Since law school, Professor Ramji-Nogales' work has focused on the intersection of immigration and international human rights law.  After graduation, she was awarded the Robert L. Bernstein Fellowship in International Human Rights to create a refugee law clinic at the University of the Witwatersrand in Johannesburg, South Africa.  She later joined the American Civil Liberties Union in New York as a staff attorney.  Immediately before joining the Temple Law faculty, Ramji-Nogales taught at Georgetown in the Center for Applied Legal Studies, where she supervised students representing asylum seekers.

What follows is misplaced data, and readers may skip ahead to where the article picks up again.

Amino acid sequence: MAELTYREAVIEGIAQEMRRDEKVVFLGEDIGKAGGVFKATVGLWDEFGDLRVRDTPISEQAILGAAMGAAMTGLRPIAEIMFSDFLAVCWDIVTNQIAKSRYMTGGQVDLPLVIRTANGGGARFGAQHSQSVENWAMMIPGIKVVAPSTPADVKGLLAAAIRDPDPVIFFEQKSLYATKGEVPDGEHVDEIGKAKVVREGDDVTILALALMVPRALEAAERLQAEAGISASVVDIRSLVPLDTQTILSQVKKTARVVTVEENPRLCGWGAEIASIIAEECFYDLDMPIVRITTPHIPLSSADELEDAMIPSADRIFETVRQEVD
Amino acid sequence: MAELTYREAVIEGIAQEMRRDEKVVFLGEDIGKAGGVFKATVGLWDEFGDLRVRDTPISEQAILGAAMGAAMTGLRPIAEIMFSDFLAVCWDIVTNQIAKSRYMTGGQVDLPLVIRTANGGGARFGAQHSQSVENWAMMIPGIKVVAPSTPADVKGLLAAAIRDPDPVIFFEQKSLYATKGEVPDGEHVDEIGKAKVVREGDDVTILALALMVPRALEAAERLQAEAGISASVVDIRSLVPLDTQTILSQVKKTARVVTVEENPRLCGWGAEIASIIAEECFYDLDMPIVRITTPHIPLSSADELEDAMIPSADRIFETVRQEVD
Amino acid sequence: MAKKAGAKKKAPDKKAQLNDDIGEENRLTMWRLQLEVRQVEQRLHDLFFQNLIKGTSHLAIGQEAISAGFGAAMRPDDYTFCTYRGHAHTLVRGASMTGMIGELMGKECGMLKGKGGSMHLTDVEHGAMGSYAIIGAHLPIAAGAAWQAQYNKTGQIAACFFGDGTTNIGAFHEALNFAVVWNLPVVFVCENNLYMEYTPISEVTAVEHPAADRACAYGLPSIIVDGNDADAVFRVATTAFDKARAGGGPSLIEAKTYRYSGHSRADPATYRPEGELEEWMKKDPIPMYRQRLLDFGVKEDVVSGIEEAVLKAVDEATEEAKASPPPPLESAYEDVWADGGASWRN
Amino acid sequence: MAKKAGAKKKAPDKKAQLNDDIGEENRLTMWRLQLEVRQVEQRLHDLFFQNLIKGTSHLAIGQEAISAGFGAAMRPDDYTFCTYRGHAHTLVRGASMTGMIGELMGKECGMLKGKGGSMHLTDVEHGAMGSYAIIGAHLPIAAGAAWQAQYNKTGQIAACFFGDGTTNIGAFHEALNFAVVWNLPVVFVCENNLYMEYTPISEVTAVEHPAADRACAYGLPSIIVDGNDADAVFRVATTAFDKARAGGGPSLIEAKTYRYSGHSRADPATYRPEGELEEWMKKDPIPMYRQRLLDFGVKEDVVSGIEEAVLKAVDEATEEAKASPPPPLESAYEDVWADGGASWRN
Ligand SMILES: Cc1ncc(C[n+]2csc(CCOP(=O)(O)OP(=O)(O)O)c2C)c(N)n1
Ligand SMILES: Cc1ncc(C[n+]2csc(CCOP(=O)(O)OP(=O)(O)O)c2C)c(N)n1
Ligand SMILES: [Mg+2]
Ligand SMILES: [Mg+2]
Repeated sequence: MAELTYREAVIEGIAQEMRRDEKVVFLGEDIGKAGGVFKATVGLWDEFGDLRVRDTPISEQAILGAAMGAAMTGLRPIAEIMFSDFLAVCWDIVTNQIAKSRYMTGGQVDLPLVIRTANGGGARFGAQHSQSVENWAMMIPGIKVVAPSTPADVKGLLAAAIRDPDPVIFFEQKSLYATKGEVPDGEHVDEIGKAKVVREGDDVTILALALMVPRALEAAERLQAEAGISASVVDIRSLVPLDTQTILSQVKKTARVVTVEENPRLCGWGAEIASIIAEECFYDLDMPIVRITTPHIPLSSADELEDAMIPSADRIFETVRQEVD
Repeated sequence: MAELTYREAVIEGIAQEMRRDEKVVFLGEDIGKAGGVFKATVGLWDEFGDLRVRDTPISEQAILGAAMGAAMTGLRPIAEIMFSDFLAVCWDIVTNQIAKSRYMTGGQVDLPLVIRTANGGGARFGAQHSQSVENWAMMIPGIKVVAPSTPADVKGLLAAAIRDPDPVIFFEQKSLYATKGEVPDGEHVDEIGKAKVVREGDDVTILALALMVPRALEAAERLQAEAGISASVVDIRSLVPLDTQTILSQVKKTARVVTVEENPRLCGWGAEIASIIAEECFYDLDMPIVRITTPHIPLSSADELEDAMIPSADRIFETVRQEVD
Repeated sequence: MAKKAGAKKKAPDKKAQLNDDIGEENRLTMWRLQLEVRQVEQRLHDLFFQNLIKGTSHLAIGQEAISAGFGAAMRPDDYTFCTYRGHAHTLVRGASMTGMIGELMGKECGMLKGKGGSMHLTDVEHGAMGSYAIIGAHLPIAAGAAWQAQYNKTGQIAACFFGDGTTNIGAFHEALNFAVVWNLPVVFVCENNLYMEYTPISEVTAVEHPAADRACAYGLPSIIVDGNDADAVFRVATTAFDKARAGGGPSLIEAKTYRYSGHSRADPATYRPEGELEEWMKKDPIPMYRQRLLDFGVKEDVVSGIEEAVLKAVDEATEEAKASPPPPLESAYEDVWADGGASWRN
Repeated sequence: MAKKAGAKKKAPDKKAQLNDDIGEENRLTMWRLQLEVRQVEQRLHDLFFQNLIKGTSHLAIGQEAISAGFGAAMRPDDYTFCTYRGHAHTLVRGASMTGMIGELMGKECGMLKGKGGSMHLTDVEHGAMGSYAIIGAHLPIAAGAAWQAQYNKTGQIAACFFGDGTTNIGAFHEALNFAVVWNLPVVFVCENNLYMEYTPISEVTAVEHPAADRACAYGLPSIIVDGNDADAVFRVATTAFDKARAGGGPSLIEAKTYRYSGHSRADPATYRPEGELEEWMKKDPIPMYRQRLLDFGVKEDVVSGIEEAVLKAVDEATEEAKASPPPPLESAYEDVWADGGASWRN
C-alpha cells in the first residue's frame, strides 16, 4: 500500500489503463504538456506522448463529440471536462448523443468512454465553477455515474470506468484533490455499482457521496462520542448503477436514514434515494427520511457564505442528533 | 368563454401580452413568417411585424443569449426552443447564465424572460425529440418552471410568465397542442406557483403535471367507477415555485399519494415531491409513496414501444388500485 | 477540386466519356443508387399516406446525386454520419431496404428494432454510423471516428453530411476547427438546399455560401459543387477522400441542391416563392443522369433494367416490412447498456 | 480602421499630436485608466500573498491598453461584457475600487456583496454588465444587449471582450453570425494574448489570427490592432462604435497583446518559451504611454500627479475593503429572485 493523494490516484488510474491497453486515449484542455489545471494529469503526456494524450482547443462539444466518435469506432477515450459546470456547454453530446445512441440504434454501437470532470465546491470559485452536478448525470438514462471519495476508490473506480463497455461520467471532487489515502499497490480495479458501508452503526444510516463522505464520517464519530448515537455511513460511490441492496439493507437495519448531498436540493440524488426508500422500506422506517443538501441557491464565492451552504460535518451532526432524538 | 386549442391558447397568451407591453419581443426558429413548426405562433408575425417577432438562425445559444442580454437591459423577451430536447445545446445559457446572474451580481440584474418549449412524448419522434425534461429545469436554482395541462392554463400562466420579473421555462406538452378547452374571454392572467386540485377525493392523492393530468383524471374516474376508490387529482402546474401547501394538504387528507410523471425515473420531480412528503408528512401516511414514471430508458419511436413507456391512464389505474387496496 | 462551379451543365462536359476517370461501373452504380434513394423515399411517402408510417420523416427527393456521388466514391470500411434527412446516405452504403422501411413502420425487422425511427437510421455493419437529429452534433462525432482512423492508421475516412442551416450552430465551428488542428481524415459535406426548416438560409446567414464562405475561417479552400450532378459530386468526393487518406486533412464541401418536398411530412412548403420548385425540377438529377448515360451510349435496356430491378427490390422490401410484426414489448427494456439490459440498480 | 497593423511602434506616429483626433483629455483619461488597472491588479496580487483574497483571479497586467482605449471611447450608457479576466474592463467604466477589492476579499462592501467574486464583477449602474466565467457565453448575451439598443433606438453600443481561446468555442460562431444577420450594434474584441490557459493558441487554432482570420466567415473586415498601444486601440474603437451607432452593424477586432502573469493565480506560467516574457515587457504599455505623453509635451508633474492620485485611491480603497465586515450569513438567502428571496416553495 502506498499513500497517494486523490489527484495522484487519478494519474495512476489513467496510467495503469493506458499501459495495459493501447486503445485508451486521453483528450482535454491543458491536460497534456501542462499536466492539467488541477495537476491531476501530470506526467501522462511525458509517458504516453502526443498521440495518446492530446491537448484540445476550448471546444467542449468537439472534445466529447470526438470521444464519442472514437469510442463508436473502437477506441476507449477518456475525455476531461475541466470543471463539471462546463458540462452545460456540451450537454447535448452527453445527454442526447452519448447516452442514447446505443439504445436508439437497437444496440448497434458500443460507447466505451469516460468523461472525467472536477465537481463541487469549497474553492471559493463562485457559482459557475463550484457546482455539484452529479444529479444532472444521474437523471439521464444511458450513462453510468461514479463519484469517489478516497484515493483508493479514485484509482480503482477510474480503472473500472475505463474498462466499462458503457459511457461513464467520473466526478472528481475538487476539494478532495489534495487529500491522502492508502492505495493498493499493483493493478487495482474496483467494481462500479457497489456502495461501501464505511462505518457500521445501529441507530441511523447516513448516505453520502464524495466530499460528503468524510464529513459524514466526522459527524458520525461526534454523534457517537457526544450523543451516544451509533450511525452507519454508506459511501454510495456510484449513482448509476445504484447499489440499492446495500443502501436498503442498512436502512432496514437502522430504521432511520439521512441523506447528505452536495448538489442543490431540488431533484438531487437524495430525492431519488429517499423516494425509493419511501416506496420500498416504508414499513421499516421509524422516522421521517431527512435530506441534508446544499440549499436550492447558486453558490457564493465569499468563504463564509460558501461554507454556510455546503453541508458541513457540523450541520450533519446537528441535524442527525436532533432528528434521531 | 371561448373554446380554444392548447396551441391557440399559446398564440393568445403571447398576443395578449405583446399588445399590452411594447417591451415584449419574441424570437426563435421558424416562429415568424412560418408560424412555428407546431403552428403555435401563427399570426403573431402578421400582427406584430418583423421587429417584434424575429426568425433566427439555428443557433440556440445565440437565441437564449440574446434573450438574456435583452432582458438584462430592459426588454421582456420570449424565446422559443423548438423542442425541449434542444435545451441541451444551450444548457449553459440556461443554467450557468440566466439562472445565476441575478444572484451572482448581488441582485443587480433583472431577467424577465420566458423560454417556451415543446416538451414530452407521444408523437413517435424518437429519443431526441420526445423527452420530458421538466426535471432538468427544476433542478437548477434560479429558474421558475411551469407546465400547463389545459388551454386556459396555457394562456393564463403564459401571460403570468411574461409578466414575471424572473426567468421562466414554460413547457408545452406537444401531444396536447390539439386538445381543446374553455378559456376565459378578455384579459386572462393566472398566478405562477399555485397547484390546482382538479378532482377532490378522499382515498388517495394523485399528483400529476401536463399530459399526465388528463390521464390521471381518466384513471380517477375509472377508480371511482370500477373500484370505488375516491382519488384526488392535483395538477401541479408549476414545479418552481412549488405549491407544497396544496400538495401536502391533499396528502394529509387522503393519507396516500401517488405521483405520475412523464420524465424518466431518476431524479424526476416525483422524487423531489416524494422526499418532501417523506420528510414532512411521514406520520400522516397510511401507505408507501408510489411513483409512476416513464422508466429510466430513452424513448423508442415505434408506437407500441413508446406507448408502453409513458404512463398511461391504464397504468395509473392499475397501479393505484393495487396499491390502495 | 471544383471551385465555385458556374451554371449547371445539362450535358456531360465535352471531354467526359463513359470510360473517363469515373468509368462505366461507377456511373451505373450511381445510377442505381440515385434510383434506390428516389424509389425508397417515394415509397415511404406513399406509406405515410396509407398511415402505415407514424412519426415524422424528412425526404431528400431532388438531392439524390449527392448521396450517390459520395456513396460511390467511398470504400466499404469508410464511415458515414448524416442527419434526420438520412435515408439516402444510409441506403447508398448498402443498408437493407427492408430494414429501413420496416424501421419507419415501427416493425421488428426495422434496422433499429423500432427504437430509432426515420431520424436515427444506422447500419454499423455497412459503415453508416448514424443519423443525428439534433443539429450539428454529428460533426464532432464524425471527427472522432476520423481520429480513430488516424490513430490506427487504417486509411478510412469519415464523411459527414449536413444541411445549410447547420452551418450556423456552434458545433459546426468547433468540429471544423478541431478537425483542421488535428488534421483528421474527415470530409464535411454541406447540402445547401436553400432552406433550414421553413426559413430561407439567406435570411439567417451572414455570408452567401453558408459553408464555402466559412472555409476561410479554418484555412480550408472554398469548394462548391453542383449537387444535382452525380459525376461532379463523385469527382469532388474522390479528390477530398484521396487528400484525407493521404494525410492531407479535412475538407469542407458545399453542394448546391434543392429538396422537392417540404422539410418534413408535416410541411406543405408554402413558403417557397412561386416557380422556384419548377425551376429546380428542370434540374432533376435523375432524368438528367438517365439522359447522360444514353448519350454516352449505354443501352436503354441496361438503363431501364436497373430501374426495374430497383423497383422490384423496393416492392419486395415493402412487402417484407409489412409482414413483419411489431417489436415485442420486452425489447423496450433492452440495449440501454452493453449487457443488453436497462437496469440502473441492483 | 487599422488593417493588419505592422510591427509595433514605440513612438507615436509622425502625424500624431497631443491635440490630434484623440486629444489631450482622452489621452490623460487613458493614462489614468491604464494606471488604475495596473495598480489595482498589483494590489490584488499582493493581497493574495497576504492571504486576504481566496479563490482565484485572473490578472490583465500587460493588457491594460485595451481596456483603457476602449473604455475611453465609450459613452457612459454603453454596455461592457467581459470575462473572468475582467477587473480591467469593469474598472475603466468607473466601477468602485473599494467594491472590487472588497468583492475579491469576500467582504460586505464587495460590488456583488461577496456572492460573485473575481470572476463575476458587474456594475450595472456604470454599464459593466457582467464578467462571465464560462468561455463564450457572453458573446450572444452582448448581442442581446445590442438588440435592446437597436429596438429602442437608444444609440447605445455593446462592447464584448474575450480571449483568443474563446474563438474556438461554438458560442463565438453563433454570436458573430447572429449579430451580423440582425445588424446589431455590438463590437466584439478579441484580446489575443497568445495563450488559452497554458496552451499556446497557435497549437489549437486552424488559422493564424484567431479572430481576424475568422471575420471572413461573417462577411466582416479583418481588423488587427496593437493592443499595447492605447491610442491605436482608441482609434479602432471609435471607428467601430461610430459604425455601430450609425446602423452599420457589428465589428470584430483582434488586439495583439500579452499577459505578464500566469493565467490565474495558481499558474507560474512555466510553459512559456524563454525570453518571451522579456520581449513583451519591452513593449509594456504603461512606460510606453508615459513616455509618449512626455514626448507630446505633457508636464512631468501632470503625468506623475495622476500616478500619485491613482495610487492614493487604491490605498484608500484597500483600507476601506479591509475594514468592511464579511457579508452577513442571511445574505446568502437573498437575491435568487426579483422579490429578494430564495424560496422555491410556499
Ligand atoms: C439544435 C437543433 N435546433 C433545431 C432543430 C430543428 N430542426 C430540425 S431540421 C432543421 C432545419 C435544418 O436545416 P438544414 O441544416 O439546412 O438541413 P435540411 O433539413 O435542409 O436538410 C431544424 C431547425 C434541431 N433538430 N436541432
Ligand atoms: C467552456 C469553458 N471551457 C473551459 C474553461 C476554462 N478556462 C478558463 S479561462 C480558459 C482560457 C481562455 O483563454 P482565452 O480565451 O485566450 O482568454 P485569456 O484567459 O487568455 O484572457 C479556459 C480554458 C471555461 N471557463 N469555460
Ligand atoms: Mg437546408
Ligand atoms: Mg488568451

AMY SINDEN, ENVIRONMENTAL LAW EXPERT

When Professor Sinden joined the faculty in 2001, she brought a decade of experience in public interest law, along with a specialization in environmental and property law.

Before joining the law school faculty, Sinden was senior counsel for Citizens for Pennsylvania's Future, handling litigation on behalf of Penn-Future and other citizens' and environmental groups.  Prior to that position, she was an associate attorney for the Earthjustice Legal Defense Fund in Seattle, Washington, where she litigated federal environmental cases focusing on natural resource issues.  In addition to her involvement with environmental issues, Sinden was an attorney at Community Legal Services in Philadelphia, where she represented parents in civil child abuse and neglect proceedings, and advocated on behalf of welfare recipients seeking job training and education.